In our secondary analysis, we increased the rate of serial testing in both the arms to 100%, so that patients in the ENB arm who had a nondiagnostic ENB biopsy went on to CT-guided biopsy. Similarly, patients in the CT-guided biopsy arm with a nondiagnostic CT-guided biopsy all went on to ENB biopsy.
There are 3 main significant complications that can befall patients with either of these diagnostic technologies (Table 1).9,13 The first is pneumothorax, which occurs in approximately 15% of CT-guided biopsies and 1.6% of ENB biopsies. Approximately 56% of the time the pneumothorax resolves without further intervention. Chest tube placement and an observation stay in the hospital are required in approximate 44% of pneumothoraces, a number that is independent of the diagnostic technology that produced the pneumothorax.9,13,30
The second significant complication is clinically significant hemorrhage requiring hospitalization. This can either be in the airway (more common with navigational bronchoscopy with biopsy) or around the lung (more common with CT-guided biopsy) and occurs in approximately 1% of CT-guided biopsies and 0.1% of ENB biopsies.9,13 The final significant common complication captured by our decision tree is respiratory failure requiring hospitalization, and possibly mechanical ventilation. This occurs in approximately 1% of CT-guided biopsies and 0.1% of ENB biopsies.9,13
Baseline and periprocedural and complication utilities were all obtained from the literature.
The costs were obtained from the literature, the American Medical Association and private coding websites and are national Medicare reimbursement rates expressed in 2011 dollars (Table 2). For patients with ≥2 complications requiring hospitalization, the most expensive of the conditions subsumed the hospitalization costs of the other complications. A range of ±50% of values was used in the sensitivity analysis unless the numbers were clinically implausible.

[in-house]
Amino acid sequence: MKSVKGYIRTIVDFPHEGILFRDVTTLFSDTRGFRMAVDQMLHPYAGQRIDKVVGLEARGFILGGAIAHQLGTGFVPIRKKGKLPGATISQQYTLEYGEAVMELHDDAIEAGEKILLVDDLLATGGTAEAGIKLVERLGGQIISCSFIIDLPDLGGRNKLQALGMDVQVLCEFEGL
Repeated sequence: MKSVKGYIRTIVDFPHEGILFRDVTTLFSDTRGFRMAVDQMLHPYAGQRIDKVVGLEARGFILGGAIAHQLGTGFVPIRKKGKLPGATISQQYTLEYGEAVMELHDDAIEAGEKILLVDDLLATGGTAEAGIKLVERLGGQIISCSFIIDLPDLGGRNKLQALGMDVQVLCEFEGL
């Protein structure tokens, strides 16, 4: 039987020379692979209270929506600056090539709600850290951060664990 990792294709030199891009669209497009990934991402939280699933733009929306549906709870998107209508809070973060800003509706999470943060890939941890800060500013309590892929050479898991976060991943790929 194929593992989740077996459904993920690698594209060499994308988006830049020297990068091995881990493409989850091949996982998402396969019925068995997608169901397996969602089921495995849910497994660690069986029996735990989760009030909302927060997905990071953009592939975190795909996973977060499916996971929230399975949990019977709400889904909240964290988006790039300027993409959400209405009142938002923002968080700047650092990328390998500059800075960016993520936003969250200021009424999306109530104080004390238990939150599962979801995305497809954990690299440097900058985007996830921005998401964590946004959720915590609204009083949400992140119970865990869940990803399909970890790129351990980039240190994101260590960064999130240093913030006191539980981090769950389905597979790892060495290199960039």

The model did not include the cost of treating the ultimate diagnosis, be it either cancer or an unspecified benign condition, nor did it include any of the costs of the imaging carried out to evaluate the SPN before the diagnostic procedure. We assumed that there were no ultimate false-positive or false-negative results. An initial positive biopsy for either cancer or a noncancerous cause by either CT or navigational bronchoscopy was not confirmed with VATS in accordance with practice patterns and the literature.31
One-way and multivariable sensitivity analyses were performed, and multiple 1-way sensitivity analyses were plotted on a tornado diagram. Monte Carlo simulations with 104 iterations in the base case and in the secondary serial testing analysis were performed to allow multivariable sensitivity analysis and to estimate the 95% central cost range. All analyses were carried out in TreeAge Pro 2011 (TreeAge Software Inc., Williamstown, MA).